Bible Disproves Harold Camping’s Apocalyptic Prophesy

COMMENTARY | In response to an article by the Huffington Post about religious leader Harold Camping and his presumptuous assertion that the world is ending May 21, 2011, I ask Mr. Camping: Do you know something that Jesus Christ does not? Since Camping claims to use the Bible in his prophecy calculations, we’ll fight fire with fire. Here are three, steeped-in-the-Bible truths that debunk Camping’s contention that the world will end Saturday.

“No One Knows the Hour”

Camping, the leader of “Family Radio,” claims that he has been able to interpret biblical passages to ascertain the date of the end of the world. Maybe Camping accidentally overlooked the Bible verse Matthew 24:36, which says: “But of that day and hour [the end of the world] no one knows, not even the angels of heaven, nor the Son, but the Father alone.”

Camping and his followers are claiming to hold knowledge that only God has? So, Camping is actually saying he has divine knowledge that even Jesus doesn’t have? Someone needs to hand Camping a dictionary with a neon post-it tab pointing to the word “blasphemy.”

“Beware of False Prophets”

In Matthew 7:15 in the Bible, it says “Beware of false prophets, which come to you in sheep’s clothing, but inwardly they are ravening wolves.” Camping, by claiming to herald the end of the world, a date known to God alone, is functioning as a prophet, which is wrong because Jesus was the last prophet.

As Christian website points out, in his book The End of the Church Age..And After, Camping even claims that the verse in Revelation 12:3-4, “When the dragon drew the third part of the stars of heaven and cast them to the earth,” refers to the third part of “believers.” Nearly every Bible scholar, regardless of sect, has a consensus that “the third part of the stars” was the third of the angels the Bible says fell from Heaven with Lucifer.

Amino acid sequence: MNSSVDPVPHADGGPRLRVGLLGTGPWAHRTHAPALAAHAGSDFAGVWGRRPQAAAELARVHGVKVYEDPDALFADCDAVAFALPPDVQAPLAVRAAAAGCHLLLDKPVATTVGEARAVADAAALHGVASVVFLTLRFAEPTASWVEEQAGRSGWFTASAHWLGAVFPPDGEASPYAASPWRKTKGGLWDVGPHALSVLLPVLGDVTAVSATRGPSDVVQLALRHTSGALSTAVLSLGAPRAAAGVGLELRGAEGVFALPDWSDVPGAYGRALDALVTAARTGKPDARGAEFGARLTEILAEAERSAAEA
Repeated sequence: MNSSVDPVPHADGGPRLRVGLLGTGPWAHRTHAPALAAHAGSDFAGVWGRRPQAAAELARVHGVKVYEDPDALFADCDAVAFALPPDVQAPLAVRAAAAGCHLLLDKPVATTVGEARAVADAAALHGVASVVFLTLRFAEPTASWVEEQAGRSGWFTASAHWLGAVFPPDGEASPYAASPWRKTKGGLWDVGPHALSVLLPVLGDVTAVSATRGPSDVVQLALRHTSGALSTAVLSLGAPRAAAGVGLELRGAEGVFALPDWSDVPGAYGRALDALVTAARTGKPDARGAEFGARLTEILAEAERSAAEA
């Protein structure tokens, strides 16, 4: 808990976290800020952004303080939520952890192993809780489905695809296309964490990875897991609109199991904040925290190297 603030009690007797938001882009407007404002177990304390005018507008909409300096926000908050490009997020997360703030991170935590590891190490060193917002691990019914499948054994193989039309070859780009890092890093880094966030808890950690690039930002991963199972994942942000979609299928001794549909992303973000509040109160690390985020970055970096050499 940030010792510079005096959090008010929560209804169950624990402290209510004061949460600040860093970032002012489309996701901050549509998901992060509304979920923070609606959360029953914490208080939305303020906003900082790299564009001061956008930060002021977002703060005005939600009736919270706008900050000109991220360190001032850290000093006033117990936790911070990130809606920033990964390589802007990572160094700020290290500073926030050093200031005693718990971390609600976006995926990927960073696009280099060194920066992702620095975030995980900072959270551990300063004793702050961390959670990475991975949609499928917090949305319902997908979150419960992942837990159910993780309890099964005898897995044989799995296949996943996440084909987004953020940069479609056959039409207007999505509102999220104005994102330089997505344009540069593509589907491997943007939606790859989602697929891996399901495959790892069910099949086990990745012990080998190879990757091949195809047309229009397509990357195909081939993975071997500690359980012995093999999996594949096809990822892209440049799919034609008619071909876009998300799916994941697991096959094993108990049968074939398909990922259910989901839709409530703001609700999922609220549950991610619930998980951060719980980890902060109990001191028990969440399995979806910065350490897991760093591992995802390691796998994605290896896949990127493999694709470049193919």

So now Christian believers are demons? My bet is with Jesus — beware of false prophets.

“The Day of the Lord Will Come like a Thief in the Night”

Even Allison Warden, an ardent follower of Camping, quotes this Bible verse on her website, We Can Know, but then goes on to say, “Study the proofs that God has so graciously given in His word showing us that these dates are 100% accurate and beyond dispute.” This assertion is in direct opposition of God’s words and the Bible and, I’d like to add, a little arrogant (to say the least). I know Christians are supposed to turn the other cheek, but it’s hard when you are facing some obscure person who is shouting from the rooftops that she holds the key to the universe.

Since Camping’s claim that the end of the world will come May 21 can be proven wrong by the Bible, and since Camping’s past predictions were proven wrong, time will, on Sunday, May 22, put Camping neatly into the history file with other past prophecy leaders whose predictions came and went. Camping isn’t entirely useless, however. He is a reminder that we should concern ourselves with the status of our souls — not the length of our days.